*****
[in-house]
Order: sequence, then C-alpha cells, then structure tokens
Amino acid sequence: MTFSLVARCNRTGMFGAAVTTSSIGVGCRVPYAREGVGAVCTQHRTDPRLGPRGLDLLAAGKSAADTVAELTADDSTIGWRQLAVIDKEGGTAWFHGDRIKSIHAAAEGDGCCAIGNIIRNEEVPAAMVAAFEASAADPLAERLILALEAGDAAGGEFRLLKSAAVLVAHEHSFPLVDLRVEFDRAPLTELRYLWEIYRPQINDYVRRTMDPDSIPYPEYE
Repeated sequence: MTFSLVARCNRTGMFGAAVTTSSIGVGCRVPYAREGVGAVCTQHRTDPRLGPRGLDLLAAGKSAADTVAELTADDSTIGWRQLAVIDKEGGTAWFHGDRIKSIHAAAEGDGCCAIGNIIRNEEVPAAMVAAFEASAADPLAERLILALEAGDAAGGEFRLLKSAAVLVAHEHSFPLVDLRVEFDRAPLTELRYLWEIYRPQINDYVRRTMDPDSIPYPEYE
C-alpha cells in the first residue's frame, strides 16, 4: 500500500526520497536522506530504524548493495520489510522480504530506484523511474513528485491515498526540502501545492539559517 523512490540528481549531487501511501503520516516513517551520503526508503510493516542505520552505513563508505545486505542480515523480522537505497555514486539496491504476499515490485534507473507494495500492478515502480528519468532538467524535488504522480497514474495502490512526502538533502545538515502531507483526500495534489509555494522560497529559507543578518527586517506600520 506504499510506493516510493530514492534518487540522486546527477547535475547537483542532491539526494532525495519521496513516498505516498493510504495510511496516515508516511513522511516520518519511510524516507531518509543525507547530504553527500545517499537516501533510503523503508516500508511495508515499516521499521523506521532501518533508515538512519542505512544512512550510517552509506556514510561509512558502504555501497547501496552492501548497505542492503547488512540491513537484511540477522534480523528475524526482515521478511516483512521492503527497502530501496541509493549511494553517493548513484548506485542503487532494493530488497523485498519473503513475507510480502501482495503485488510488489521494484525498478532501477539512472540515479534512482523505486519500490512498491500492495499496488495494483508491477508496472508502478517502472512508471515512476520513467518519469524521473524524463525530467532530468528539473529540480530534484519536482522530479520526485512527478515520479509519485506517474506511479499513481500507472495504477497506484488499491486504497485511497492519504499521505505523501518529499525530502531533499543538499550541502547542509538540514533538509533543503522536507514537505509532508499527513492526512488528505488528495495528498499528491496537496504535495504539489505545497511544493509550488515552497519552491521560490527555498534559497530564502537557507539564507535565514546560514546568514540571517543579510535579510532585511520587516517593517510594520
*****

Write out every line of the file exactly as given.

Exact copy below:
[in-house]
Order: sequence, then C-alpha cells, then structure tokens
Amino acid sequence: MTFSLVARCNRTGMFGAAVTTSSIGVGCRVPYAREGVGAVCTQHRTDPRLGPRGLDLLAAGKSAADTVAELTADDSTIGWRQLAVIDKEGGTAWFHGDRIKSIHAAAEGDGCCAIGNIIRNEEVPAAMVAAFEASAADPLAERLILALEAGDAAGGEFRLLKSAAVLVAHEHSFPLVDLRVEFDRAPLTELRYLWEIYRPQINDYVRRTMDPDSIPYPEYE
Repeated sequence: MTFSLVARCNRTGMFGAAVTTSSIGVGCRVPYAREGVGAVCTQHRTDPRLGPRGLDLLAAGKSAADTVAELTADDSTIGWRQLAVIDKEGGTAWFHGDRIKSIHAAAEGDGCCAIGNIIRNEEVPAAMVAAFEASAADPLAERLILALEAGDAAGGEFRLLKSAAVLVAHEHSFPLVDLRVEFDRAPLTELRYLWEIYRPQINDYVRRTMDPDSIPYPEYE
C-alpha cells in the first residue's frame, strides 16, 4: 500500500526520497536522506530504524548493495520489510522480504530506484523511474513528485491515498526540502501545492539559517 523512490540528481549531487501511501503520516516513517551520503526508503510493516542505520552505513563508505545486505542480515523480522537505497555514486539496491504476499515490485534507473507494495500492478515502480528519468532538467524535488504522480497514474495502490512526502538533502545538515502531507483526500495534489509555494522560497529559507543578518527586517506600520 506504499510506493516510493530514492534518487540522486546527477547535475547537483542532491539526494532525495519521496513516498505516498493510504495510511496516515508516511513522511516520518519511510524516507531518509543525507547530504553527500545517499537516501533510503523503508516500508511495508515499516521499521523506521532501518533508515538512519542505512544512512550510517552509506556514510561509512558502504555501497547501496552492501548497505542492503547488512540491513537484511540477522534480523528475524526482515521478511516483512521492503527497502530501496541509493549511494553517493548513484548506485542503487532494493530488497523485498519473503513475507510480502501482495503485488510488489521494484525498478532501477539512472540515479534512482523505486519500490512498491500492495499496488495494483508491477508496472508502478517502472512508471515512476520513467518519469524521473524524463525530467532530468528539473529540480530534484519536482522530479520526485512527478515520479509519485506517474506511479499513481500507472495504477497506484488499491486504497485511497492519504499521505505523501518529499525530502531533499543538499550541502547542509538540514533538509533543503522536507514537505509532508499527513492526512488528505488528495495528498499528491496537496504535495504539489505545497511544493509550488515552497519552491521560490527555498534559497530564502537557507539564507535565514546560514546568514540571517543579510535579510532585511520587516517593517510594520